The song “Auld Lang Syne” is derived from a famous Scot’s poem which is played with the start of every New Year. The title may be translated into English literally as “for the sake of old times.” While old times and good friends should not be forgotten, neither should your own financial resolutions.
When hearing this song at the stroke of midnight, many of us may reflect on where we stand with our job, life, health, money, retirement, family and relationships. Maybe there is something to be said about the urgency of the clock counting down and the calendar turning over to the next year.
The items that top most New Year resolution lists are typically led by eliminating bad habits to possibly starting new endeavors. We all know the usual suspects: stop smoking, drink less, lose weight, watch less TV, be less stressed, stop overspending, reduce clutter, get a better job, join a gym, read more books, start a new hobby and take a vacation appear on many lists.
The fact that most financial resolution checklists have very limited financial “to-do’s,” should not come as a surprise. A past study by Allianz Life found that 84% of adults left financial planning off their list entirely.
Getting your financial life organized and up to date takes time, patience and hard work. Do not expect to cruise through life while assuming your financial goals will somehow miraculously be met before or during retirement from hitting the lottery or can be put on a credit card.
As our world becomes more interconnected from the “sharing” to the “gig”-economy, “staying ahead of the curve” may involve a different way of thinking no matter what your age. A 2018 study by Intuit predicted that by 2020, 40% of workers would be independent contractors. We seem to be heading rapidly in that direction.
From freelancing (in any industry) to setting up your own shop and incorporating, the sharing economy, sometimes also called the “collaboration economy,” is taking off in all sorts of niches orchestrated by big data and the internet of things (IOT).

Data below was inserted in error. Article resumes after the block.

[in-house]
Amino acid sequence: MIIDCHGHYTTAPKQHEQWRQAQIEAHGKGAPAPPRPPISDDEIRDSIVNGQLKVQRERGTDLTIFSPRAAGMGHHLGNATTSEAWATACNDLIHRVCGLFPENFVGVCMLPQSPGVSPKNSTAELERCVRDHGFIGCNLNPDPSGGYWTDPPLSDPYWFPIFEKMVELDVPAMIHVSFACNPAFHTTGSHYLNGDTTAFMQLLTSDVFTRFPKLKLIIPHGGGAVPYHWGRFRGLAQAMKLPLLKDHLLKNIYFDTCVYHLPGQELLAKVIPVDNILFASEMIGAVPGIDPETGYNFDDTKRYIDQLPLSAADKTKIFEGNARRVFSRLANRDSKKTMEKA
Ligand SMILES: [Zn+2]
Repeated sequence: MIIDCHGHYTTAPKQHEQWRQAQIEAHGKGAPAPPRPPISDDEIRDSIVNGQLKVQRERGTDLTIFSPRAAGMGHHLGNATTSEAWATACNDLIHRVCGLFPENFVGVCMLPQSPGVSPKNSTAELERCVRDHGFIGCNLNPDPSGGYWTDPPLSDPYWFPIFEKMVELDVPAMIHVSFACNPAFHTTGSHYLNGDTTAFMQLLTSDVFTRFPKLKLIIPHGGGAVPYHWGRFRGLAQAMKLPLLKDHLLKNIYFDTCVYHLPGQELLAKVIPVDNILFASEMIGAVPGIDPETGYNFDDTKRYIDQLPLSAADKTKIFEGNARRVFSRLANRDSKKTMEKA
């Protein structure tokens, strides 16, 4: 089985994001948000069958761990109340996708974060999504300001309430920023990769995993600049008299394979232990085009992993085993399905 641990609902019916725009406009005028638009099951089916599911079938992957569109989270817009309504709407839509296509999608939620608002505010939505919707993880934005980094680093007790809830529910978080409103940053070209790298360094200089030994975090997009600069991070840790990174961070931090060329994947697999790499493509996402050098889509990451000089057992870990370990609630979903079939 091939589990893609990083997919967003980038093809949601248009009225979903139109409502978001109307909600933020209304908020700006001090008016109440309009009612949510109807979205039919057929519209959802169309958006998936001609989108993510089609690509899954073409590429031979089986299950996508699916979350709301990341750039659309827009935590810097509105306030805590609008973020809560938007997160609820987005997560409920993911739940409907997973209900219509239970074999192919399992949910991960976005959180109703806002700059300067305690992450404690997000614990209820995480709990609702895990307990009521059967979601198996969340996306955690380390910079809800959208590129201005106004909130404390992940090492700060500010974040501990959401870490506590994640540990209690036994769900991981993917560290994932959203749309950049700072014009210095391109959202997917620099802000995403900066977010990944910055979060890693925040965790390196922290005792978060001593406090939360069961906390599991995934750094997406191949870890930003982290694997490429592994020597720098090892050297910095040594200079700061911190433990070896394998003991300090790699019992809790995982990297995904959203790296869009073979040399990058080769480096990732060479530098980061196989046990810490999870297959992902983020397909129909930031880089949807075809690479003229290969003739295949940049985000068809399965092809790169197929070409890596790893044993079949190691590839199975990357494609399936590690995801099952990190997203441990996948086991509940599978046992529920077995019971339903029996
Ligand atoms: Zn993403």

No matter your age, occupation or future calling before or after you retire – from law, nutrition, accounting, creative design, home repair, real estate, food, health related services to pet care – getting “tech-literate” is essential. Today’s “new” office places greater emphasis on your website, social media presence and digital footprint than just your brick and mortar location when working to establish and maintain your brand and clientele.
1.Develop a “side-hustle” you are passionate about -before and after retirement.
2.Don’t be afraid to flex your entrepreneurial skills in today’s “gig- economy” and be your own boss.
3.Become “tech-literate” as tech will continue to integrate into every part of our lives.
4.Master “financial literacy” and education- and pass along to future generations- as it’s not taught at home or in college.
5.Stay active as you age. Your health effects your wealth and your wealth effects your health.
6.Track your financial goals, household cash flow and assets autonomously with an app like Mint or e Money.
7.Develop a disciplined money mindset in today’s “instant gratification” society.
8.Don’t financially compete with friends on social media. It’s not a competition!
9.Live within or below your means to help get – and stay rich for potentially a 30+ year retirement.
10.Refinance down any debts or obligations over +6% to a low fixed rate while you can.
11.Check your credit report three times per year for free. (Equifax, Experian and TransUnion)
12.“Freeze” your credit online to help mitigate identity theft and fraud.